Hoki ki te Rito - Oranga Whānau: A parenting support approach for Māori parents

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dc.contributor.advisor Merry, Sally en
dc.contributor.advisor Crengle, Sue en
dc.contributor.author Doherty, Lynaire en
dc.date.accessioned 2020-10-29T23:27:45Z
dc.date.available 2020-10-29T23:27:45Z
dc.date.issued 2019
dc.identifier.uri http://hdl.handle.net/2292/53422
dc.description.abstract Background: The legacy of colonisation has contributed to disproportionately poor outcomes for Māori in health, mental health, and education. Much of this rooted in poverty, and poor family functioning. Parenting programmes could provide support for whānau, to address historical and current needs, and Mellow Parenting aligns with Kaupapa Māori principles. There were promising results from preliminary studies, supporting the need for further research, and highlighting the need to include fathers. This thesis summarises the cultural adaptation and testing of Mellow Parenting for Māori. Aim: To build upon previous studies of Mellow Parenting to determine whether the Hoki ki te Rito- Oranga Whānau (HKTR-OW) intensive parenting programme is feasible and acceptable to Māori parents, and improves parental wellbeing, parenting, and child behaviour and development, at the conclusion of the programme. Methods: A mixed-methods stepped-wedge design with a waitlist control, was used. Quantitative measures included analyses of pre- and post-programme, 3-month and 12-month follow-up data from GHQ-30, PDH Scale, SDQ, ASQ-SE questionnaires; and pre- and post programme home videos of parents and children interacting during naturalistic mealtimes coded blind using the Mellow Parenting Observation System (MPOS). Focus group interviews, carried out at the end of the programme, used a phenomenological approach and were thematically analysed, using a Kaupapa Māori framework. Results: The retention rate was 91% for fathers and 98% for mothers which indicates feasibility and acceptability for this population. For fathers, there were improvements in mental health (n=33) pre-post intervention GHQ-30 (Mean difference 4.27; CI 1.78–6.76, p <0.0001), and parenting (n=32) PDH frequency (Mean difference 4.44; CI 1.80–7.08; p<0.002); PDH intensity (Mean difference 11.34; CI 6.82–15.87; p<0.001) PDH challenging behaviour (Mean difference 5.09; CI 3.51–6.68; p<0.001); PDH parenting tasks (Mean difference 3.50; CI -1.46– 5.54; p<0.001) and changes persisted to 12 month follow up. Results for mothers were similarly positive. Videos showed an increase in positive interactions for fathers, n=22, (MPOS Mean difference 59.90; CI 4.36–115.44); p=0.036) and mothers, n=29, (MPOS Mean difference 51.74; CI 8.82– 94.66; p=0.02). Negative responses were reduced. Children showed improved social and emotional development and behaviour. Conclusions: This results from this study indicate that Hoki ki te Rito-Oranga Whānau shows promise as an acceptable and effective intervention for Māori parents experiencing significant parenting challenges.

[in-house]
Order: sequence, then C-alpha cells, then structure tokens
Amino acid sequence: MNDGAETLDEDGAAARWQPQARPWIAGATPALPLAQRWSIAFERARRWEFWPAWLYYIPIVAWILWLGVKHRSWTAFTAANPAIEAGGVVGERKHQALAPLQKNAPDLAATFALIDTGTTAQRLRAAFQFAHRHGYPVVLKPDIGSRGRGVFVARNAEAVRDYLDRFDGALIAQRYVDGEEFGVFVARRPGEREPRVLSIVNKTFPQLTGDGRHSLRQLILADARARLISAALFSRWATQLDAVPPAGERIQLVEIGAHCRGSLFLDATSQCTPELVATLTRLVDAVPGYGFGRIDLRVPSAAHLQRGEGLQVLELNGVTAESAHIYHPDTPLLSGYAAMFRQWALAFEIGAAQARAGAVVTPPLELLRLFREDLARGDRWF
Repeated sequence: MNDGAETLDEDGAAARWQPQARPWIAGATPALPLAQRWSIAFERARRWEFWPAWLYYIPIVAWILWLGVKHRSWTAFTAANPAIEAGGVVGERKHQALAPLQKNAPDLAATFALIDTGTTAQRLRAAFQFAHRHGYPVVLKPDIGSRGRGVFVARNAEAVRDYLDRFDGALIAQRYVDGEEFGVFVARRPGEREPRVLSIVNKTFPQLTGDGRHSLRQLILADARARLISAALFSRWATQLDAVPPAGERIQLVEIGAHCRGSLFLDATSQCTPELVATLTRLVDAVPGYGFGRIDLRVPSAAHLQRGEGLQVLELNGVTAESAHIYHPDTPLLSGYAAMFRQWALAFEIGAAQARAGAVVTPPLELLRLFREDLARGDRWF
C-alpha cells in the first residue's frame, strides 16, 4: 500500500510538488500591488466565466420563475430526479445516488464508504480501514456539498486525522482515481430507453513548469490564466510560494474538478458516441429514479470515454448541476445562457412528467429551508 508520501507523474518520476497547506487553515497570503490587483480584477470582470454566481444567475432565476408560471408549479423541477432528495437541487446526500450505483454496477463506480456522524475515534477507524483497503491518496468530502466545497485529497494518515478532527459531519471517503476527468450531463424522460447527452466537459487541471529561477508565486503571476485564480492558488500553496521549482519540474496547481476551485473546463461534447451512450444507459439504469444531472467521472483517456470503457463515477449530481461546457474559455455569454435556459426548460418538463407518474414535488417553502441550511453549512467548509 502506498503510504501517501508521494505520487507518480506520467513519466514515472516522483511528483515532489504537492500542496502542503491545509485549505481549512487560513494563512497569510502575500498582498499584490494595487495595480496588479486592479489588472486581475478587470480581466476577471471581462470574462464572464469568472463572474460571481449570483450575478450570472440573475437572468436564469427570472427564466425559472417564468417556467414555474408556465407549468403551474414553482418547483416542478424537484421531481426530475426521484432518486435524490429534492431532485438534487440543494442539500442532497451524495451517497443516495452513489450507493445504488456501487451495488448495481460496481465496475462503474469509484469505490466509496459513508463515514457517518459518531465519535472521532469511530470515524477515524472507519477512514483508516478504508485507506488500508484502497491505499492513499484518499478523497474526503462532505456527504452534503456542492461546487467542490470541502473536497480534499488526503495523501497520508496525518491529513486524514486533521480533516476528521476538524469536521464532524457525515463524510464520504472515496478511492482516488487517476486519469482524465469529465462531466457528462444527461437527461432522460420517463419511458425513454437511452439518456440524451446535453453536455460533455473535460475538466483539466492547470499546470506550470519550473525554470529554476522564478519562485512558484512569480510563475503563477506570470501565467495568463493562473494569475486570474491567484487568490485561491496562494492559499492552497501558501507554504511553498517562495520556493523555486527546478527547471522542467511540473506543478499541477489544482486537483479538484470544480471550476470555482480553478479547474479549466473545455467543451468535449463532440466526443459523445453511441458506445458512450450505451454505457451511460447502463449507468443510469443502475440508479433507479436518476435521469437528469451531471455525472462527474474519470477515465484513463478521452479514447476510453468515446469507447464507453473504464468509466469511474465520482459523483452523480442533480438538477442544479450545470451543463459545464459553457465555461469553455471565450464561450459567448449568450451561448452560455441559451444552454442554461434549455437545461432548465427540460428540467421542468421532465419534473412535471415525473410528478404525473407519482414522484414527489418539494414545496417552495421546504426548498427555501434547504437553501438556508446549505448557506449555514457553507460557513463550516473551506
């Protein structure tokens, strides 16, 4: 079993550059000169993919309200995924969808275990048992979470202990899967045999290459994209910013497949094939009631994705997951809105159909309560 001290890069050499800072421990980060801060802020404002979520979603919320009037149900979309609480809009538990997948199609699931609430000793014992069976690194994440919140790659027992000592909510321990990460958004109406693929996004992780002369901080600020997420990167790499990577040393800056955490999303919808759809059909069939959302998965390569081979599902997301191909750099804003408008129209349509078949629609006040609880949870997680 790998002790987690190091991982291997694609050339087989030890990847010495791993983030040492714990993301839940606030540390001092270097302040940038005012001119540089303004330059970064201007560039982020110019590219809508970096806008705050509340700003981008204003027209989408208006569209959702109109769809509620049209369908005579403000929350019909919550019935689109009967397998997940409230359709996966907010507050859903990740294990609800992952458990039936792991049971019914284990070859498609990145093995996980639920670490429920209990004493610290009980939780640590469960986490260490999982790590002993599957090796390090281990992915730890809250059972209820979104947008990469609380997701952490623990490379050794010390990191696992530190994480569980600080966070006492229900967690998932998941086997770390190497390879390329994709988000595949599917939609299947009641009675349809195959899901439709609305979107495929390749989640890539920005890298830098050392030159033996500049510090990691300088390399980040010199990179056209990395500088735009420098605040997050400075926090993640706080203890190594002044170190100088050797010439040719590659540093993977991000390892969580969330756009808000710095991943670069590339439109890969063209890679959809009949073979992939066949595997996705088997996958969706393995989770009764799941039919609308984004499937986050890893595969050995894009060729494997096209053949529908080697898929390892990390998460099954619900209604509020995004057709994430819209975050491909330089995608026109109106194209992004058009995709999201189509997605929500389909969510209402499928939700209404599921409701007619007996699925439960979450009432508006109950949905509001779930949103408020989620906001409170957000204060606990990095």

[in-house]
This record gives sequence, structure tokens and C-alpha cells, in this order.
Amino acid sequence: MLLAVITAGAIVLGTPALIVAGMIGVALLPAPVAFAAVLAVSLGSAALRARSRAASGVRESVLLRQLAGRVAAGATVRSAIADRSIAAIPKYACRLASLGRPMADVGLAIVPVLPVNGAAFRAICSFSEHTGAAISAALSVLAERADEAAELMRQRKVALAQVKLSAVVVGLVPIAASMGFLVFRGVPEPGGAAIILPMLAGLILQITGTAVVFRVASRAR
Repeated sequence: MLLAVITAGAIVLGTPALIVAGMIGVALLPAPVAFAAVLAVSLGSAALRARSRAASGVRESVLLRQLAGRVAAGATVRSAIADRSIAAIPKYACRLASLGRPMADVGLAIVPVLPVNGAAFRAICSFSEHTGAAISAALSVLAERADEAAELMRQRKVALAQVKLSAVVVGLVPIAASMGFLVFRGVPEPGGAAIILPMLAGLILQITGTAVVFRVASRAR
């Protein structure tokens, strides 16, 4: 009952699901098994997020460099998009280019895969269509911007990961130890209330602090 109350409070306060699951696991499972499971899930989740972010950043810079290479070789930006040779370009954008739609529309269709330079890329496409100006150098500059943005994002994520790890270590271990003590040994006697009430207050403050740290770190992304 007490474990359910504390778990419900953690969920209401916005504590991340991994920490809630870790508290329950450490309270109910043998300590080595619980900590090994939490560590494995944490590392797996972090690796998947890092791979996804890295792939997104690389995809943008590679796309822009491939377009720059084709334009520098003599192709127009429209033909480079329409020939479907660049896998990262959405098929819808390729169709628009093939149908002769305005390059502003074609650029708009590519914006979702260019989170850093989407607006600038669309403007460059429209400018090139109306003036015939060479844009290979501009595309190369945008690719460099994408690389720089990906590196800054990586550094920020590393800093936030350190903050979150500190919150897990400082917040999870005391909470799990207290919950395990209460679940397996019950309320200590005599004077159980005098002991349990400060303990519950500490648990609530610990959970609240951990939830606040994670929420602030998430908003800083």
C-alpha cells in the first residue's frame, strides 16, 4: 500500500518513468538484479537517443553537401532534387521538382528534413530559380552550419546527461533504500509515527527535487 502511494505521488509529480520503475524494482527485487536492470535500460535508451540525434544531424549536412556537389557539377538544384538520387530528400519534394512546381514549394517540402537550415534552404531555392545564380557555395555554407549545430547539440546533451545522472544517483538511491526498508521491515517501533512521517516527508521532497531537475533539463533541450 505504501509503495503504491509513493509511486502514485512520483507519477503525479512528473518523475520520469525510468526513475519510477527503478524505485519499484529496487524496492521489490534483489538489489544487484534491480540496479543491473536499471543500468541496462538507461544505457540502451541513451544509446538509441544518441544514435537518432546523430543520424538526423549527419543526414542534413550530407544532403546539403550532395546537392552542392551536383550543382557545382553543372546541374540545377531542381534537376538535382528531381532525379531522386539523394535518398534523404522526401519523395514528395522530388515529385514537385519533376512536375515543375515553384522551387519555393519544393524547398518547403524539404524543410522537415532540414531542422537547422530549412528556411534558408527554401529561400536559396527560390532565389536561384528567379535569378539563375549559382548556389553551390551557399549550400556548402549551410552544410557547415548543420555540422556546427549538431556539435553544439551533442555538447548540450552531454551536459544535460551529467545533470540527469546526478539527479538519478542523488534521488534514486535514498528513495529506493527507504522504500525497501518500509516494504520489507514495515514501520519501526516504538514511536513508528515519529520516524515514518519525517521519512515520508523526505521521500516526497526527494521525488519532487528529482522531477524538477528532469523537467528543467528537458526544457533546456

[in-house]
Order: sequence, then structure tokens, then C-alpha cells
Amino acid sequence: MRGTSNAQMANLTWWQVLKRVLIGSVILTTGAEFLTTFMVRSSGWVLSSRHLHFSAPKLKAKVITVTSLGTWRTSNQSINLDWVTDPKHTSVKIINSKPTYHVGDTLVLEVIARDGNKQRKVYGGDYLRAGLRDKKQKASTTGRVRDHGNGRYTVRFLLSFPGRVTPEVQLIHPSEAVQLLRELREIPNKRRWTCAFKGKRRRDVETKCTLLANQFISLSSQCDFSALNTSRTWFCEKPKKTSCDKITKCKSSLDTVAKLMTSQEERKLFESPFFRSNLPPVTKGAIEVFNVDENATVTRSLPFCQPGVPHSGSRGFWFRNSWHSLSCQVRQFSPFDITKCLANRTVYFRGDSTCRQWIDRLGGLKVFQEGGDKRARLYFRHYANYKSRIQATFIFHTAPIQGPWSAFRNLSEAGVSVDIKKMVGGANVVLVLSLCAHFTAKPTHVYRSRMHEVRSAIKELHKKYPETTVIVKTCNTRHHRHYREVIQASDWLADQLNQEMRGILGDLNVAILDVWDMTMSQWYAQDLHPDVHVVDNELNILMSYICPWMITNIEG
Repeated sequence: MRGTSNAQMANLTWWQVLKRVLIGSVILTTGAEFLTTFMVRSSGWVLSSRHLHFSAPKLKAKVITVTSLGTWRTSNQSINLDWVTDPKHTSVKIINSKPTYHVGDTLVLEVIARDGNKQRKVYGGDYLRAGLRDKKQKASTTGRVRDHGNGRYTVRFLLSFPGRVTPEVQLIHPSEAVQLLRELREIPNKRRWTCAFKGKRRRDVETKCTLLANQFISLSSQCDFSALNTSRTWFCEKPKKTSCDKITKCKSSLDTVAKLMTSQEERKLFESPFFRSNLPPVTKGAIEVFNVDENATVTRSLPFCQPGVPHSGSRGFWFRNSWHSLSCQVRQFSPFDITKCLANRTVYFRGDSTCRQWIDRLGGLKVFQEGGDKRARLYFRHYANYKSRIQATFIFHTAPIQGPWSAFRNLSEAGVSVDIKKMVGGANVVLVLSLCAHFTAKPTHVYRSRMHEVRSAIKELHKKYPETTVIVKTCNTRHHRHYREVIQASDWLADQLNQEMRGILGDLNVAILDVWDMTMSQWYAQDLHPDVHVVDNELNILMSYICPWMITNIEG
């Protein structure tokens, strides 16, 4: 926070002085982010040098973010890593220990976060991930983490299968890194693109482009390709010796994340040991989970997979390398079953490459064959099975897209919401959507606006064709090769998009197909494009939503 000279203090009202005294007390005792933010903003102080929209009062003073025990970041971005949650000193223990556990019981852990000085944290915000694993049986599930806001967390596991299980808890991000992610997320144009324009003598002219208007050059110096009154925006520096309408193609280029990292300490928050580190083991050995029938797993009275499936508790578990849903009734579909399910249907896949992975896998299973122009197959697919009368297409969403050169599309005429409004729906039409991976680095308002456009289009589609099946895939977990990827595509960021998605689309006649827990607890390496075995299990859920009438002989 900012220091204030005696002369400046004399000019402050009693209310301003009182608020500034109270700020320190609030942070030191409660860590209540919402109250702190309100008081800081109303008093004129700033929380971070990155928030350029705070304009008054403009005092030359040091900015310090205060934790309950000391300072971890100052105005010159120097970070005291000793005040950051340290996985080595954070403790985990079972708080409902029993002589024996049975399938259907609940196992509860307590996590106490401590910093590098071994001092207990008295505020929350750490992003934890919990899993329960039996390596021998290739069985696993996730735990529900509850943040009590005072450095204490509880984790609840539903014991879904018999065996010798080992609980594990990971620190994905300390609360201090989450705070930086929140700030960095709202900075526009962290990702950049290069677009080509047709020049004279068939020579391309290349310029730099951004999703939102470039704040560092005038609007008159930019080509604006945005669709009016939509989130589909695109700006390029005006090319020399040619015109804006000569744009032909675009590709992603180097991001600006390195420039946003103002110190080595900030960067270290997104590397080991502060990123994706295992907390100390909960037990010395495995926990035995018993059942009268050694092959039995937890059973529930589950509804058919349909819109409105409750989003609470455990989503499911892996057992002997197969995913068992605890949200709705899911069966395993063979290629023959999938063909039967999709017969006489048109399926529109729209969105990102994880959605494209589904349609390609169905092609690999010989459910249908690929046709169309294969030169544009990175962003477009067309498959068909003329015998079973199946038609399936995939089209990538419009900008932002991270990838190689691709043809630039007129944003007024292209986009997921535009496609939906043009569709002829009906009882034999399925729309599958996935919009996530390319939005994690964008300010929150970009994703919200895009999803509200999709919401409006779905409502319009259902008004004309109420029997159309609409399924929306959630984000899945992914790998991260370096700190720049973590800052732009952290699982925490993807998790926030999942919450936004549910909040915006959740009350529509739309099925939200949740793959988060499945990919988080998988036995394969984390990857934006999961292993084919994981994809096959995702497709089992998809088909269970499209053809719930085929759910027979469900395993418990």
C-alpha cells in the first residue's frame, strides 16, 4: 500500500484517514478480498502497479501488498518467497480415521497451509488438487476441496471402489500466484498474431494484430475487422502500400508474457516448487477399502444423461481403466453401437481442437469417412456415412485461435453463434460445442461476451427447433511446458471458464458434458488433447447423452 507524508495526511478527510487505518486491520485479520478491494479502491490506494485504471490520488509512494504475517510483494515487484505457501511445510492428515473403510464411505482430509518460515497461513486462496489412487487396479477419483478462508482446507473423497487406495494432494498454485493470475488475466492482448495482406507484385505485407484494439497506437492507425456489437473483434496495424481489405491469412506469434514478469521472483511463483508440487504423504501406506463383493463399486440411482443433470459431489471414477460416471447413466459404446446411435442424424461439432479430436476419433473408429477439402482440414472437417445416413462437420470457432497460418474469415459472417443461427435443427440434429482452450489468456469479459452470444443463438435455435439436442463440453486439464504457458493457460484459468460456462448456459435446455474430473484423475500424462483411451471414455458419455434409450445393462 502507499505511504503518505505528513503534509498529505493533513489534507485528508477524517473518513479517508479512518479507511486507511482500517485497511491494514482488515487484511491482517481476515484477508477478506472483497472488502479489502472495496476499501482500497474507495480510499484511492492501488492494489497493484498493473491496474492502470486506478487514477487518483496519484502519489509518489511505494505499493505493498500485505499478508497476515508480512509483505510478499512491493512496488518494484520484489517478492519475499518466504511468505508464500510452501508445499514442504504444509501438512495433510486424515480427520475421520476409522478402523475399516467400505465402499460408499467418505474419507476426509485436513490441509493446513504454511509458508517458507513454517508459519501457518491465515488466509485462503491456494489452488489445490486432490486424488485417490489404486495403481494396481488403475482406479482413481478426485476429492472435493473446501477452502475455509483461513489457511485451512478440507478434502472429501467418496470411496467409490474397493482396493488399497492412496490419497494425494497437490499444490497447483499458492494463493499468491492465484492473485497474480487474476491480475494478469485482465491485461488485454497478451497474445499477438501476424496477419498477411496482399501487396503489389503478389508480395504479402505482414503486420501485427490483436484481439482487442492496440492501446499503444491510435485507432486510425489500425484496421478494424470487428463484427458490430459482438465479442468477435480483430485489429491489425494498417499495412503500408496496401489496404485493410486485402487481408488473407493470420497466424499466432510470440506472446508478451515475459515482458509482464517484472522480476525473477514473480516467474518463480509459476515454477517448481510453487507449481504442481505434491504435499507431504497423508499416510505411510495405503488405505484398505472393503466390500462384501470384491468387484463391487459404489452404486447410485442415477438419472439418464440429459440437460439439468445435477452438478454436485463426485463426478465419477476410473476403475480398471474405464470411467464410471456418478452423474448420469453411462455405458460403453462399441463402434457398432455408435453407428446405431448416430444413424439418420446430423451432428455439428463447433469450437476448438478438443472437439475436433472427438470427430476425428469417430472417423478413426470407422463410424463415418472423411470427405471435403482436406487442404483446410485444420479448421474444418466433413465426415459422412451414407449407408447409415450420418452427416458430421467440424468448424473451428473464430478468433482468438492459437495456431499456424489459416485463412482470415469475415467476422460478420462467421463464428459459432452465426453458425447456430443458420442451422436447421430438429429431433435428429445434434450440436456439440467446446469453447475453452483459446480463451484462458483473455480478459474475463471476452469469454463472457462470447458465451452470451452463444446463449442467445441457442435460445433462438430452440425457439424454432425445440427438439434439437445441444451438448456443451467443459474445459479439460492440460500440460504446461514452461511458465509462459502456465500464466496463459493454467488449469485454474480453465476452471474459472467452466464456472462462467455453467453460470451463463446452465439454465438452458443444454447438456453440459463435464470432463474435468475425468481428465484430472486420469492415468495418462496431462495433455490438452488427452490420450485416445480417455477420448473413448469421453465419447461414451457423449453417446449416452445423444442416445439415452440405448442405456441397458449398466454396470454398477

dc.publisher ResearchSpace@Auckland en
dc.relation.ispartof PhD Thesis - University of Auckland en
dc.relation.isreferencedby UoA99265317013402091 en
dc.rights Items in ResearchSpace are protected by copyright, with all rights reserved, unless otherwise indicated. en
dc.rights Items in ResearchSpace are protected by copyright, with all rights reserved, unless otherwise indicated. en
dc.rights.uri https://researchspace.auckland.ac.nz/docs/uoa-docs/rights.htm en
dc.rights.uri http://creativecommons.org/licenses/by-nc-sa/3.0/nz/ en
dc.title Hoki ki te Rito - Oranga Whānau: A parenting support approach for Māori parents en
dc.type Thesis en
thesis.degree.discipline Medical and Health Sciences
thesis.degree.grantor The University of Auckland en
thesis.degree.level Doctoral en
thesis.degree.name PhD en
dc.date.updated 2020-08-11T04:52:28Z en
dc.rights.holder Copyright: The author en
dc.rights.accessrights http://purl.org/eprint/accessRights/OpenAccess en


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